Arts & Culture
Artist Context: August Exhibits Not To Miss Before They’re Gone
If you’re museum hopping this month, we’ve got some tips for you. Read More
The fruit of good art lies in its relation to its greater context. Whether in regards to materials, environment, or the artist’s roots, speaking to the bigger picture takes art out of the ghetto and into the greater conversation. Several exhibits on their way out this month (or thereabouts) in New York fetch the aesthetic eye, but also the feeling heart in offering poignant perspective into the artists’ social passions.
The Met: Richard Serra Drawing: A Retrospective
Born to a Jewish mother from Odessa and a father from Mallorca, god of public art Richard Serra is best known internationally for his unconventional metal sculptures. Influenced by a familiarity with raw materials through his father’s work as a pipe-fitter as well as his own in California steel mills in the 50s and 60s, the consciousness around the relationship between the various metals he chose for sculpture and their relationships to unique environments and sculptural weight shows great dedication to context. This is an understatement in considering his public works’ often rocky relationships with the public, including the controversy in the 80s surrounding his arched sculpture in New York’s Federal Plaza to which, when complaints about its obstruction of pedestrian traffic brought about an outcry to move it, he responded, “To remove the work is to destroy it.” This is the last month to get a dose of context with this first retrospective of Serra’s deliciously minimalist sketches that allow a new perspective around his 3D works. Also, check this 2008 Guardian interview with Serra for a glimpse at the fireball spirit only matched by his New Yorker bro Tony.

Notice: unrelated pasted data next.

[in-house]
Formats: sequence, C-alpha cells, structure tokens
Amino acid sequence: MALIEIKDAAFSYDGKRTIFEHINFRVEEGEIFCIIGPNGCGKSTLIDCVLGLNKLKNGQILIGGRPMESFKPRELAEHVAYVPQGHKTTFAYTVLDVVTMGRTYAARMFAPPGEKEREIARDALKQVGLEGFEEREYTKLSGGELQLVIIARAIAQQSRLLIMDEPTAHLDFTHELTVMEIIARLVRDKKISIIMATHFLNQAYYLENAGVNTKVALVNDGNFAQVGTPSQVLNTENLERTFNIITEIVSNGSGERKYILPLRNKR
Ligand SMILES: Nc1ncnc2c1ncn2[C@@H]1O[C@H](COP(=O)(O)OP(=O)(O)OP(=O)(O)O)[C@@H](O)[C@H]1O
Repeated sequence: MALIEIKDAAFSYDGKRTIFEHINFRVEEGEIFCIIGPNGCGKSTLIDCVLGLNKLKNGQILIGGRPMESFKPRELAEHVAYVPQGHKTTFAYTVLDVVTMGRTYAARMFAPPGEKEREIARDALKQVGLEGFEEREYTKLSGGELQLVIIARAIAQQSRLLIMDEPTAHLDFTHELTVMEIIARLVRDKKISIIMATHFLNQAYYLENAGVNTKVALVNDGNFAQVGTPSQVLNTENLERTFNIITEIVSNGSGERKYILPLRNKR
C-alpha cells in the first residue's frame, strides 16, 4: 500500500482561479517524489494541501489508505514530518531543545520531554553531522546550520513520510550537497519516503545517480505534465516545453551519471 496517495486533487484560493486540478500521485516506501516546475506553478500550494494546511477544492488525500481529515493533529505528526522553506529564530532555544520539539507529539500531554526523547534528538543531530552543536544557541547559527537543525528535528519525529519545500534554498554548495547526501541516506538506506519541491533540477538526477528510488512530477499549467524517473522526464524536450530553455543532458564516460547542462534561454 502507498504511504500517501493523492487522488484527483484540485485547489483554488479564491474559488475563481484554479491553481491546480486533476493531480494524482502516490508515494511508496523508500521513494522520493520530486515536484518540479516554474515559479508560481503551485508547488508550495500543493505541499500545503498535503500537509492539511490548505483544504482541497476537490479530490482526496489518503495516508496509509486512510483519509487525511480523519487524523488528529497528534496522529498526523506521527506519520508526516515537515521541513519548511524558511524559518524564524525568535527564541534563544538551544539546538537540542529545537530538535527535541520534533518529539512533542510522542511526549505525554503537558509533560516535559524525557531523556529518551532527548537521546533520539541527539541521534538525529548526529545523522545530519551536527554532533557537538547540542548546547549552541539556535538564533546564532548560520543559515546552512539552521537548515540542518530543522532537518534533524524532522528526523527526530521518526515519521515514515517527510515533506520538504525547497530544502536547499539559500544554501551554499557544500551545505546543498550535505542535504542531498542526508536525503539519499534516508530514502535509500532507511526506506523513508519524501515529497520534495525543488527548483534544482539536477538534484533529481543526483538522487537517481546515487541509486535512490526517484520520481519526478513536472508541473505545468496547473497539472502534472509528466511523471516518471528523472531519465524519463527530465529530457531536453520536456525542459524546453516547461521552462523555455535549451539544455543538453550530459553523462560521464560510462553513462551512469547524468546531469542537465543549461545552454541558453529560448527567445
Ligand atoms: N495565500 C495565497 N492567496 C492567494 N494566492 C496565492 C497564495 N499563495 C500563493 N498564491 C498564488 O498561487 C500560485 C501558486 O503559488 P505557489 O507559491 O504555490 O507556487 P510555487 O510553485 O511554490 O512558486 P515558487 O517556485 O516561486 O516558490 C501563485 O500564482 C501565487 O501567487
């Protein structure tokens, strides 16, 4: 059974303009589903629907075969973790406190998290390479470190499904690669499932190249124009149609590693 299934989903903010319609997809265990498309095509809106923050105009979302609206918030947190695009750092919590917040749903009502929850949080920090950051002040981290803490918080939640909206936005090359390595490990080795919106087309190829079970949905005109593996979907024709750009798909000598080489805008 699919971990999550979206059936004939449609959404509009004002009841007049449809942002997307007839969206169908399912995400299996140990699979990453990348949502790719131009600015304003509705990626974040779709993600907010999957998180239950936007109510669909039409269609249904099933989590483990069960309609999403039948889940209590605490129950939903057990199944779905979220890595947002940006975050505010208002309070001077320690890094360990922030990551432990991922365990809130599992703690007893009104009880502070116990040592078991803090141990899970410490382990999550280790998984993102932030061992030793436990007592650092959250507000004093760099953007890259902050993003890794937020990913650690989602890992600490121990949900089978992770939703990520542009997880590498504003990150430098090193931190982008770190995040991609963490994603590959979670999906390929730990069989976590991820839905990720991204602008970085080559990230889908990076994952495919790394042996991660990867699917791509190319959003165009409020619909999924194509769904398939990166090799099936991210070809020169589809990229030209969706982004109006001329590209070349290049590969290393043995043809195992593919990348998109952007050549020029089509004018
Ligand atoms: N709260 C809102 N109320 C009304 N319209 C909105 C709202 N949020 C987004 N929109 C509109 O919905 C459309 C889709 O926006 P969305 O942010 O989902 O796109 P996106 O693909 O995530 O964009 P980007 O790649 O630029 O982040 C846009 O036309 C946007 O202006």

The exhibit closes August 28.
Set to the industrialized Ukrainian backdrop of his and my hometown, Kharkov, Boris Mikhailov’s photographic exposition at MoMa has already burned images of the post-communist 90s terrain on the retina of thousands of visitors since late May. Curator Eva Respini introduced in an interview with Mikhailov, “Arguably his most challenging project, it explores the deeply troubling circumstances of bomzhes—the homeless—a new class that emerged after the collapse of the Soviet Union in 1991.” Another artist deeply involved in the context of his subjects, this time instead of industrialized metal, industrialized individuals, Mikhailov does work to discern truths that actually make up reality–after all, claiming an oxygen-free environment will not stop the patina from forming on Serra’s steel. In the post-censorship Kharkov in which photographing the underbelly of Soviet life is not illegal, Mikhailov’s important work not only serves artistic purposes, but also does social work in bringing attention to Ukraine’s largely unremedied homeless phenomenon. Also of note is his interaction with the medium of documentary photography and his use of the artistic license to instill metaphor to improve communication to the audience, exhibiting his individual responsibility to the outsider viewers and the insider Kharkovians.
Case History runs through September 5.
Here’s a photographer following a similar endeavor as Mikhailov, returning to his hometown to chronicle change but, given the subject of once-vibrant Jewish communities in Slovakia, is distinguished with a more archaeological eye. Yuri Dojc (dubbed Judaism’s John Edward by his son) has managed to create what Time has called “A living monument to the Holocaust.” His work as an artist has done justice in giving a voice to the voiceless.
Don’t miss this exhibit that closes August 9.